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CONTACT LENSES

Get Primed

Keith Smithson, O.D., helps ECPs identify the patients who are best served by the new category of light-adapting contact lenses

After being talked about in the news for nearly a year (and being named by Time as a best invention of 2018), the ACUVUE Oasys with Transitions contact lens was launched nationally last month. How can you best incorporate the new lens into your practice’s portfolio?

To find out, EB asked Keith Smithson, O.D., of Northern Virginia Doctors of Optometry—who worked with the lens during its trial period—about which patients will get the most benefit from wearing it, plus other key aspects of the lens.

KEITH SMITHSON, O.D.

ACTIVATION FACTS.

“It’s always in an active state,” says Dr. Smithson, who notes the lens takes 60 seconds to fully activate outside and 90 seconds to fade back. “So it always has just a little bit of a tint inside, and it is impacted by HEV lighting. Indoors it may get to like a 15%-20% tint; outdoors it’ll activate up to almost a 70% tint.”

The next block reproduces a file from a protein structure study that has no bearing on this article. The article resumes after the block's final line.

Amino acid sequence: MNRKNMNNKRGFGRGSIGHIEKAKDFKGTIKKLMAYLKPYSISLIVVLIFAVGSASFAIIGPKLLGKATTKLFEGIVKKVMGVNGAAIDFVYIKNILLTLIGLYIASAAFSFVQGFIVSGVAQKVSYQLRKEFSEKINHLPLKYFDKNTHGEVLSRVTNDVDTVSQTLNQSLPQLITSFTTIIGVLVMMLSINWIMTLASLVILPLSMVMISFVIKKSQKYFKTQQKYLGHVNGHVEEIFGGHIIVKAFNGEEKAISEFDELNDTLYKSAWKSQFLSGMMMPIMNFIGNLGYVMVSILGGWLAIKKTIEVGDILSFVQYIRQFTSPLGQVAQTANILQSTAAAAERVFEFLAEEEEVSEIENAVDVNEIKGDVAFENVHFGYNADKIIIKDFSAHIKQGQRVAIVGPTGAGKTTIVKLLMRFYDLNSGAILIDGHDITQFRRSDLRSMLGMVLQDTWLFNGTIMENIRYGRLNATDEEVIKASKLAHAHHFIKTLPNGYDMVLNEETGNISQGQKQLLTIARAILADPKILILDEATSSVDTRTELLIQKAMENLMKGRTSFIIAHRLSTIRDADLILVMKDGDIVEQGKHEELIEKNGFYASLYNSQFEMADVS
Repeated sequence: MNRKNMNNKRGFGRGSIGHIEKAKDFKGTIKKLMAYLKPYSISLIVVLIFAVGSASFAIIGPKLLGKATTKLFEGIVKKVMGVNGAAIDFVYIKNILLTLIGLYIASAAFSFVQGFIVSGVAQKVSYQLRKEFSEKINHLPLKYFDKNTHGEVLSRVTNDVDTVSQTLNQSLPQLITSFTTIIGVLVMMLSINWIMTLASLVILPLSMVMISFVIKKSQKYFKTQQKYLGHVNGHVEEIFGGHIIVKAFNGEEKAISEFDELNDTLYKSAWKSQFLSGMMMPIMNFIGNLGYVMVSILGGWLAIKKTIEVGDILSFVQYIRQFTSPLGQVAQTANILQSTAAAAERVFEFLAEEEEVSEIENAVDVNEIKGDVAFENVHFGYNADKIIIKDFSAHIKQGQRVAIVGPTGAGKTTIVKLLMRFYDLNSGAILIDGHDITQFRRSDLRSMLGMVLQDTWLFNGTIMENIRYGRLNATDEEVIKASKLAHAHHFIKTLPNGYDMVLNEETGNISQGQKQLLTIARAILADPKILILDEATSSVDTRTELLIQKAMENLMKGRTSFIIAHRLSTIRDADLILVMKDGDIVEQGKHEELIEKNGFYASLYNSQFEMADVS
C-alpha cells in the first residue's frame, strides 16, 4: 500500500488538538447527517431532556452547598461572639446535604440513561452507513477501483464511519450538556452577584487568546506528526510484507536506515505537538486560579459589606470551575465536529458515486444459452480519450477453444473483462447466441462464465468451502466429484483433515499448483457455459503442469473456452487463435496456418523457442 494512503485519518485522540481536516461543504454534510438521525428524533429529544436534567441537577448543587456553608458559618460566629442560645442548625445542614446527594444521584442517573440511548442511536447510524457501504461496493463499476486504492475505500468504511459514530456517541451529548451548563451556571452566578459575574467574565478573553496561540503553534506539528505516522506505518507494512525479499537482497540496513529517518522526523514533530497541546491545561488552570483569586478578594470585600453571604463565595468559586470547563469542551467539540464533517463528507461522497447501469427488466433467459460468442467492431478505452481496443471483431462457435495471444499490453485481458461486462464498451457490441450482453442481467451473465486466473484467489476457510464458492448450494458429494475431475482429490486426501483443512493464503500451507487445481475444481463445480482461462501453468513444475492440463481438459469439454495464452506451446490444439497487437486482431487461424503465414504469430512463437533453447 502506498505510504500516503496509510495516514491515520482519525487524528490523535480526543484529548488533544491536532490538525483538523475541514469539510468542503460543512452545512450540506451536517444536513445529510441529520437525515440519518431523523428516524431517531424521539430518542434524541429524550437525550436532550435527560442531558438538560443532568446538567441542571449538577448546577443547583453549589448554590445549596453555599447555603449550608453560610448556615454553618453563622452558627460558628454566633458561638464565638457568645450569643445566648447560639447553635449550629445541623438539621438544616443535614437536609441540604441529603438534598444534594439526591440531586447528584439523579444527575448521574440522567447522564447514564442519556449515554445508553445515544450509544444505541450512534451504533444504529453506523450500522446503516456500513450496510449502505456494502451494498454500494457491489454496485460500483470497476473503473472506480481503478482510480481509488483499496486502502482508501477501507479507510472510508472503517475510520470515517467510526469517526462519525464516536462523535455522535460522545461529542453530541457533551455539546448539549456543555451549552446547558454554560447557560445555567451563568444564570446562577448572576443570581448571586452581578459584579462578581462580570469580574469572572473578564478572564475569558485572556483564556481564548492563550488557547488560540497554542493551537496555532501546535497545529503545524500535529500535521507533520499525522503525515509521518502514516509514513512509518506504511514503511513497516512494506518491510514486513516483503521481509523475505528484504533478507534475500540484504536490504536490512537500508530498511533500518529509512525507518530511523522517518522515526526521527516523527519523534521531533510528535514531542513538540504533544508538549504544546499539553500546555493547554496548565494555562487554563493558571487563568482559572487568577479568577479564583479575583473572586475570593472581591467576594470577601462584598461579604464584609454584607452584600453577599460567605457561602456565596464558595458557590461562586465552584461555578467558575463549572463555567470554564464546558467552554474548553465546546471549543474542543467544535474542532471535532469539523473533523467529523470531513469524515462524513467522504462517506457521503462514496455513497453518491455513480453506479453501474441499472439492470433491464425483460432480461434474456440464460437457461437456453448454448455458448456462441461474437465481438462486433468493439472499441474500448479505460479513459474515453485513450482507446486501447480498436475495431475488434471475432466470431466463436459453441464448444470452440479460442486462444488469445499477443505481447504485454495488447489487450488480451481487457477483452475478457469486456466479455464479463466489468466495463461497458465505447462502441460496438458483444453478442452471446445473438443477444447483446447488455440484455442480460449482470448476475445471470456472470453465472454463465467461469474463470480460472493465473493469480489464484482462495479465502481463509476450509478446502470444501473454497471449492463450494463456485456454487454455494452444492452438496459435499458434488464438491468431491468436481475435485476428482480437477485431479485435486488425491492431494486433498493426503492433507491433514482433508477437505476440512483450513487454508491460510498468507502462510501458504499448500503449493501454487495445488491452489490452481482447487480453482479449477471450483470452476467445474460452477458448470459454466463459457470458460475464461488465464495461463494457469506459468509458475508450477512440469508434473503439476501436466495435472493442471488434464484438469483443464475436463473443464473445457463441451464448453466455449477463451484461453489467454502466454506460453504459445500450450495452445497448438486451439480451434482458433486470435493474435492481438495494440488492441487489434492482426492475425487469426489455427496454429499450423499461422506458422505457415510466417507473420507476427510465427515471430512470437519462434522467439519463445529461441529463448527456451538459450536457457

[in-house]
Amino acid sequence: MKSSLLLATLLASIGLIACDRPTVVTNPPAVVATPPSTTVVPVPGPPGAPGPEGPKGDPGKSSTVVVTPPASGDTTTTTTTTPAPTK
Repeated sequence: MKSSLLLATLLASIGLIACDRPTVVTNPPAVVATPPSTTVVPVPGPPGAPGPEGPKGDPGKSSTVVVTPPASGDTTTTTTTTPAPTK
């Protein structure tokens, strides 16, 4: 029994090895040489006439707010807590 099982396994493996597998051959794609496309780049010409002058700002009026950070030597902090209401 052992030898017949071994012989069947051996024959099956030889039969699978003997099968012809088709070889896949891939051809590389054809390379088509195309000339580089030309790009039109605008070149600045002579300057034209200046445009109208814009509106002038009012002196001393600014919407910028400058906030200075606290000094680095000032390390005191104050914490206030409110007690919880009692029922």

WHO’S THE PATIENT?

“The more we learned about the lens, the more we struggled to find a place where it didn’t make sense for patients,” says Dr. Smithson. “It’s not just being outside in sunlight—it’s driving at night with headlights, it’s sitting at a computer for a long time, or under fluorescent lights in office buildings.”

MLB player Bryce Harper is an ACUVUE Oasys with Transitions ambassador. He’ll be wearing the lenses on the field this season and sharing his experiences in a video series.

EVERYDAY VS. SPECIALTY.

Initially, many of the O.D.s involved in the pre-launch thought the lens would be used by athletes or weekend warriors as sort of a sunglass when on the field. “But the more we learned about the technology, we realized people would want this lens on their eye all the time, because it varies in all these different lighting conditions and keeps you consistently immersed in the light protection you like,” he says.

DISPENSING TIPS.

Ask patients if they are “bothered by light” rather than “light sensitive.” Almost everyone is bothered to some degree, so it’s a great discussion starter.

To demo, Dr. Smithson suggests putting only one lens in, then letting the patient walk outside and, using their hand as an occluder, look out of first that eye and then the unprotected eye. “They notice how that bright light is making their eye feel. They really noticed the difference and the benefits in a ‘with’ and ‘without’ scenario.”

—SUSAN TARRANT

THERE’S MORE! Dr. Smithson has a thriving sports vision niche and does a lot of work with professional athletes in the Washington, D.C., area. Read more about how he’s incorporating this lens into those areas: eyecarebusiness.com/web-exclusives .